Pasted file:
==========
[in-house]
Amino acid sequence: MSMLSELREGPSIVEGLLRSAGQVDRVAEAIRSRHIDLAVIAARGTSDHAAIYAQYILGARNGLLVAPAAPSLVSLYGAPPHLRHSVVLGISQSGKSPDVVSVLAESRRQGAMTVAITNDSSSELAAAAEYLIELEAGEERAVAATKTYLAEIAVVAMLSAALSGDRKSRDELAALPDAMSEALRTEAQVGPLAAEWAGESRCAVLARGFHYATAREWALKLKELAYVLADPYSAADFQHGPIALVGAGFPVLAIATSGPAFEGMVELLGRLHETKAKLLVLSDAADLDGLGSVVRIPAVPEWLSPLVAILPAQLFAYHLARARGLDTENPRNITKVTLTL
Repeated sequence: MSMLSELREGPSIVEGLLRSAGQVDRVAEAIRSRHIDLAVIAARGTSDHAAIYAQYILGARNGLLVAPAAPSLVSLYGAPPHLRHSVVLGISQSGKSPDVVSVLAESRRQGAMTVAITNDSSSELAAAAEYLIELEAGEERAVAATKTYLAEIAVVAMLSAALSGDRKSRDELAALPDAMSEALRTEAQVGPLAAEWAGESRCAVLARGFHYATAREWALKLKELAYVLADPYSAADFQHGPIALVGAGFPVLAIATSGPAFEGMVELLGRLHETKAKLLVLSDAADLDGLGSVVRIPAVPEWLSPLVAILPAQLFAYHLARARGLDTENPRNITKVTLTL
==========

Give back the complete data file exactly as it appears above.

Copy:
[in-house]
Amino acid sequence: MSMLSELREGPSIVEGLLRSAGQVDRVAEAIRSRHIDLAVIAARGTSDHAAIYAQYILGARNGLLVAPAAPSLVSLYGAPPHLRHSVVLGISQSGKSPDVVSVLAESRRQGAMTVAITNDSSSELAAAAEYLIELEAGEERAVAATKTYLAEIAVVAMLSAALSGDRKSRDELAALPDAMSEALRTEAQVGPLAAEWAGESRCAVLARGFHYATAREWALKLKELAYVLADPYSAADFQHGPIALVGAGFPVLAIATSGPAFEGMVELLGRLHETKAKLLVLSDAADLDGLGSVVRIPAVPEWLSPLVAILPAQLFAYHLARARGLDTENPRNITKVTLTL
Repeated sequence: MSMLSELREGPSIVEGLLRSAGQVDRVAEAIRSRHIDLAVIAARGTSDHAAIYAQYILGARNGLLVAPAAPSLVSLYGAPPHLRHSVVLGISQSGKSPDVVSVLAESRRQGAMTVAITNDSSSELAAAAEYLIELEAGEERAVAATKTYLAEIAVVAMLSAALSGDRKSRDELAALPDAMSEALRTEAQVGPLAAEWAGESRCAVLARGFHYATAREWALKLKELAYVLADPYSAADFQHGPIALVGAGFPVLAIATSGPAFEGMVELLGRLHETKAKLLVLSDAADLDGLGSVVRIPAVPEWLSPLVAILPAQLFAYHLARARGLDTENPRNITKVTLTL